Metropolitan News-Enterprise


Tuesday, November 8, 2005


Page 3


Courthouse Hall to Be Named in Honor of Arabian


By Jim Riggio, Staff Writer


Los Angeles County Supevisor Michael D. Antonovich has announced the dedication of the reception hall at the Chatsworth branch of the Los Angeles Superior Court in honor of former state Supreme Court Justice Armand Arabian, a longtime San Fernando Valley resident.

The event will take place Dec. 11 at 2p.m., in which the hall will be named the Justice Armand Arabian Reception Hall. Located at the corner of Winnetka Ave. and Plummer St., the 200,000 square foot courthouse opened June 3, 2002. It contains 18 courtrooms.

The 75,000 square-foot reception hall feature a lobby exhibit containing much of Justice Arabian’s memorabilia that he compiled during a 24-year stint as a judge.

Arabian told the MetNews he hopes his judicial memorabilia will be of interest to whose who walk through the courthouse.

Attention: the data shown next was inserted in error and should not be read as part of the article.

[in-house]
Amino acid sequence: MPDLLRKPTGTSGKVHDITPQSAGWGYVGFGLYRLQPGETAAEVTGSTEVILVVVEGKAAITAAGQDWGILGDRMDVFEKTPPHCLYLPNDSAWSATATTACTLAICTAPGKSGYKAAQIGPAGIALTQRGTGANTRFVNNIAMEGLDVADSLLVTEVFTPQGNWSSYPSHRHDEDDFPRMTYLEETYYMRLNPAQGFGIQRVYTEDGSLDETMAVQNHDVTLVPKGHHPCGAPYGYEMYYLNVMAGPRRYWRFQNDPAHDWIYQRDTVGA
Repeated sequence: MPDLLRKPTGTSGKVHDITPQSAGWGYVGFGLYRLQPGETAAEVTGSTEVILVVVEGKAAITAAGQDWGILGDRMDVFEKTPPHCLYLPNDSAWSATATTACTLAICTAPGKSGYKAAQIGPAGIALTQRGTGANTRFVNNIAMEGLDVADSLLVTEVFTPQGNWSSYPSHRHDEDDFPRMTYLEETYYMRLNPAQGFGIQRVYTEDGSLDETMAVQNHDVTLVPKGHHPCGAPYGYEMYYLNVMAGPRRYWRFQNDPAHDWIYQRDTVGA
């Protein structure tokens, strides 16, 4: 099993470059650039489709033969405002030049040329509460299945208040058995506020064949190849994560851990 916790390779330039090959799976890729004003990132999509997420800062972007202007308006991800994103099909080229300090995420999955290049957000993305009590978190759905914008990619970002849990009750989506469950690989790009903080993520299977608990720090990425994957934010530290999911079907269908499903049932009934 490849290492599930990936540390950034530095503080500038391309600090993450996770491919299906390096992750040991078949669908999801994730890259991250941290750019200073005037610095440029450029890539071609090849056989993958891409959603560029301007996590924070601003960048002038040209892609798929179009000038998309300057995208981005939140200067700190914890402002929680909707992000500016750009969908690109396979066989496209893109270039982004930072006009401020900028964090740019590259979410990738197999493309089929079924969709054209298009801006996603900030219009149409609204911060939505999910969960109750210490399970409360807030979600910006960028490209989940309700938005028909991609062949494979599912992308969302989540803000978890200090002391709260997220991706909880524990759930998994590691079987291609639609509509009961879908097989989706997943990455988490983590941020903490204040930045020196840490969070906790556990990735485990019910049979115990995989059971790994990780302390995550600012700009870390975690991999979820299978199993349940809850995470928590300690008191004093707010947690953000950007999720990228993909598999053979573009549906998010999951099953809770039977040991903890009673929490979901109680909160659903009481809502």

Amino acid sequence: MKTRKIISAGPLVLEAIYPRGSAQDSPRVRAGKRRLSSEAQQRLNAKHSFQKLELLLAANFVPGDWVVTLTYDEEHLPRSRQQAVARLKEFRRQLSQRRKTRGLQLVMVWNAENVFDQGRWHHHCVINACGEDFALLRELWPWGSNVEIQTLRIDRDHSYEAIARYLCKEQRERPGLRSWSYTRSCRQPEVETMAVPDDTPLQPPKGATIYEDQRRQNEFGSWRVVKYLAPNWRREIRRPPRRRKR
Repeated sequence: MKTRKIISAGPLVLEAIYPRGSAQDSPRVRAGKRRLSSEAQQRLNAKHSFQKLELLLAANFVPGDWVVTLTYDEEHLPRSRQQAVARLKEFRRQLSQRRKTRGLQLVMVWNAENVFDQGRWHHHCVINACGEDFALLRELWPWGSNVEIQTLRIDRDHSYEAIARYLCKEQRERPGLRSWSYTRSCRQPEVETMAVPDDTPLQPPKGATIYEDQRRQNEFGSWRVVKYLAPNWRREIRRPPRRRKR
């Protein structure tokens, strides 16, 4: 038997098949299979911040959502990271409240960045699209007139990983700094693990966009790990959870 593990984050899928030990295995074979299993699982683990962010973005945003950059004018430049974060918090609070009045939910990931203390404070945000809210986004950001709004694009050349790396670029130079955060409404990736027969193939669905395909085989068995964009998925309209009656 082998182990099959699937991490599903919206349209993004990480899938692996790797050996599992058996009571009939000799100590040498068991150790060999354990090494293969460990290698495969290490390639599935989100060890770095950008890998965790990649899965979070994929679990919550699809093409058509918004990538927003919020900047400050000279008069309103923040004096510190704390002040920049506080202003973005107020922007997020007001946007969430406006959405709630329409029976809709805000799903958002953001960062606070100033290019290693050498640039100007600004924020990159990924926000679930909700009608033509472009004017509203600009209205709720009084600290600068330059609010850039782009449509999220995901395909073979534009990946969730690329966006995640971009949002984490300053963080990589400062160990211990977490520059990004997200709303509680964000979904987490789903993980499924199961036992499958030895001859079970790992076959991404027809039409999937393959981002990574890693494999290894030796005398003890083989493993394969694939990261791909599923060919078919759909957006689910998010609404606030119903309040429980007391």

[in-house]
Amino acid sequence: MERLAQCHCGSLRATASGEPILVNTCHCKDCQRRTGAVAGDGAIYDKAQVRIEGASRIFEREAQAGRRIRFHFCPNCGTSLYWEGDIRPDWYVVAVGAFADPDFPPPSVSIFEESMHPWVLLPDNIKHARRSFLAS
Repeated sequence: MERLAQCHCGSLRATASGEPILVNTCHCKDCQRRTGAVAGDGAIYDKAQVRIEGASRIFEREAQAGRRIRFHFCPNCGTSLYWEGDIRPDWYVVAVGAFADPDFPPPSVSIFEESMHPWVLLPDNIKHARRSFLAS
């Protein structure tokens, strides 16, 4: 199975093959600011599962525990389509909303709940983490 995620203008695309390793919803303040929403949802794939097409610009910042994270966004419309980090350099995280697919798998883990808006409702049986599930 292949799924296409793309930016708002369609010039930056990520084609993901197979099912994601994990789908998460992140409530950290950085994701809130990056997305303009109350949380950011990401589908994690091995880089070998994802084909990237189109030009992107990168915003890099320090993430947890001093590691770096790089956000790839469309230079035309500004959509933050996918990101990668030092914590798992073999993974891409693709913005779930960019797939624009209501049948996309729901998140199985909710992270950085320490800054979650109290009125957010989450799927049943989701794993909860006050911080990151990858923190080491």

“[There will be] six bond volumns of my opinions which I got from the publisher, a commentamative gavel used in the Superior Court days, photographs with Chief Justice Rehnquist and Governor Deukmajian, pictures of the court itself in session and volumns of Who’s Who in American law and Who’s Who in the World,’’ Arabian said. “Those are some of the things that might inspire the youth who walk in there. I’m going to put the original Ellis Island Medal of Honor in the showcase.’’

Arabian, who served on the California Supreme Court from 1990 to 1996, received the “The Ellis Island Medal of Honor for Making America a Better Place for All of Us,’’ during a 2004 ceremony.

Earlier this year Arabian was honored with the Women of Los Angeles Highlight Award.

He is nationally recognized as a protector of women’s rights, in particular those who have been victims of rape and sexual assault.

He made news in 1973 by rejecting a defense request to give jurors the customary instructions to examine the testimony of female complainants with “caution.” The California Supreme Court later concluded that Arabian should have given the instruction, based on the long line of authority supporting it, but agreed with the judge that the instruction was outmoded and ordered that it not be given in the future.

His work has also contributed to legislation making it easier to prosecute sexual assaults.

Arabian, who was the first Armenian American to sit on the California Supreme Court, is now an attorney and private judge in Van Nuys.


Copyright 2005, Metropolitan News Company